Over the years we’ve slipped across packed snow or ice on winter runs enough to be completely frustrated. So we decided to take a set of Yaktrax Pro over-the-shoe traction devices on a trip to wintery southern Germany where much of the slip-and-slide has happened over the years.
We chose the Yaktrax since they balled up pretty small and they had steel coils instead of blades or other sharp edges that wouldn’t fare so well in our suitcase. Plus, this meant we could stick them safely in a pocket if we carried them on a run.
We found they slipped easily over the waist belt of a bottle pack without bulk or annoyance during a run. Vanity kept us from wanting to appear too goofy as we made our way along river paths toward more forested areas. For a few miles heading out of town, the snow was soft enough and spotty enough that we felt safe and not in danger of losing our upright position. Then everything changed. We were suddenly on a mix of ice and snow and some exposed rocks and roots along a less-traveled forest path. Although we’d tried on the Yaktrax in the safety of our home, here came the true test: With cold hands standing in the snow, it was time to put them on.
Surprisingly, it was pretty easy -- you just hook the front part over your toe and stretch it back over your heel. Though we were wearing bulkier trail shoes with relatively thick heels and soles, the Yaktrax devices stretched well and sat firmly. However, we caution people to carefully consider not only the size of their feet but also the bulk of the shoes they’ll be wearing when determining what size Yaktrax to purchase. Our feet fell midway in the size range for our pairs of Yaktrax, but we suspect that if our feet were two sizes larger, we might not have been able to pull them over the shoe.
We started out slowly, not sure if the 1.4 mm steel coils or rubber ribs would bust on the rocks that were exposed here and there -- or if we’d slip when we hit them. But we soon gained confidence -- and flying feet -- and nearly forgot we had them on (each only weighs about 2.2 ounces). In fact, it was truly amazing how we could suddenly go from slipping, sliding and mincing to literally opening up our stride and truly running without a thought to slipping and without having to change stride or feel impeded in any way. We were ecstatic! Now, that said, we tried to avoid a lot of rocky areas since we’ve heard plenty of stories of breakage, and once we returned to softer snow and patchier snow-asphalt mixes, we took them off and re-stowed them on our waist belt. No need to thumb our nose at potential breakage.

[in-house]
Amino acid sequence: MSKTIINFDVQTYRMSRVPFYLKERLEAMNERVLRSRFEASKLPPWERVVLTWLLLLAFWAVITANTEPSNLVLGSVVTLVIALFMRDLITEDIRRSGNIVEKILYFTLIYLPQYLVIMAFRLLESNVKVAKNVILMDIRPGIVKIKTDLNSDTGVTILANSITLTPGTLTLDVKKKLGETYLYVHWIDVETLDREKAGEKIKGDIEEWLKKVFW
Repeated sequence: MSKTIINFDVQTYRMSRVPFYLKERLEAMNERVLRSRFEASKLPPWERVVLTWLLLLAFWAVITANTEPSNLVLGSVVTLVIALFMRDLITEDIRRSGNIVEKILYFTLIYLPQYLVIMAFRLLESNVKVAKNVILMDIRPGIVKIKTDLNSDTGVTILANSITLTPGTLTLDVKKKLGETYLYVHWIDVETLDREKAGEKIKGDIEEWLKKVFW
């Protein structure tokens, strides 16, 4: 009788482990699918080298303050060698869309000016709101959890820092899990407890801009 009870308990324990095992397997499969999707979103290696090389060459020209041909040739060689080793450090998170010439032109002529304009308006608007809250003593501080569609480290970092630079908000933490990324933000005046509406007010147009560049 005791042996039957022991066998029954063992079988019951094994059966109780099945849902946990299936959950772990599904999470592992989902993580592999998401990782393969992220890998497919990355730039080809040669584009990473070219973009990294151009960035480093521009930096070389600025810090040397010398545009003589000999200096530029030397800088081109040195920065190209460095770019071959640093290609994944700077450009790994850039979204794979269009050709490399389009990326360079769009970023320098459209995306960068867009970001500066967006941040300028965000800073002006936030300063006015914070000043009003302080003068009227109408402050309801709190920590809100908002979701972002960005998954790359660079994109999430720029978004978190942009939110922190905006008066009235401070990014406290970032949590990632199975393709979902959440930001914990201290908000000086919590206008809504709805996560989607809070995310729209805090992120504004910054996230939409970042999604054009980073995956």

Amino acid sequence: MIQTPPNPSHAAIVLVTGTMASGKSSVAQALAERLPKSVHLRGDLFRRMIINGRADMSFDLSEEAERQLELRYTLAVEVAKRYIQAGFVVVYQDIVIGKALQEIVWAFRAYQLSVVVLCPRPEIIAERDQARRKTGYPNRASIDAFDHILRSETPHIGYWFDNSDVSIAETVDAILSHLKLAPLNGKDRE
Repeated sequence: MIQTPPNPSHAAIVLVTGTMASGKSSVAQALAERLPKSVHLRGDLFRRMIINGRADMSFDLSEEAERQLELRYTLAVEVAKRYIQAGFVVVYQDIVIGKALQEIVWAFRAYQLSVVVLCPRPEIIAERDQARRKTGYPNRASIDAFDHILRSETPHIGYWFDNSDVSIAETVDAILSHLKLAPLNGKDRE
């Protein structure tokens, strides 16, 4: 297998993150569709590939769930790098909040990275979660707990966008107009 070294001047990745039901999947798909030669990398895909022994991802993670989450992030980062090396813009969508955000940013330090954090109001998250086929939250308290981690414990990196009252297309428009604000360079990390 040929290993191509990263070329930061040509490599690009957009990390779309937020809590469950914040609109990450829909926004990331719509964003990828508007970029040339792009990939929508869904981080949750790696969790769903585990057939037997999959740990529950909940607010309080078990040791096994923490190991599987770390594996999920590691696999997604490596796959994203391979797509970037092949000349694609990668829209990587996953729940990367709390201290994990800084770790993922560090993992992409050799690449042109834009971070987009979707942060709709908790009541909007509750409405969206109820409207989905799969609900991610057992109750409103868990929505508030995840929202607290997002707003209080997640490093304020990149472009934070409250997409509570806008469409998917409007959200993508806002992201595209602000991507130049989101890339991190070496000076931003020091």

But for the rest of that first week, we used them and, boy, were they our best friend on early morning icy, snowy runs. We learned how to put them on and take them off more efficiently while in the snow. We also discovered by trial and error how tight to make the hook-and-loop straps that went over the instep to secure them on your foot -- when they were too tight, we felt as if our feet were losing circulation.
We wear them only on occasional runs or outings in the mountains or when we head to wintery places (and aren’t about to give up our runs). Many folks, runners included, have found that the coils and rubber straps can eventually snap from regular wear. We have not experienced that ourselves, but it may be something to watch out for. The Pro model is beefier for more athletic use, while the Walker model is intended for very light use.
All in all, they have become pretty good friends. And, even if there were breakage, we’d be very willing to invest in a pair every couple of years to keep us happily running along.
SNEWS® Rating: 4.0 hands clapping (1 to 5 hands clapping possible, with 5 clapping hands representing functional and design perfection)
Suggested Retail: $29.95/Yaktrax Pro; $20/Yaktrax Walker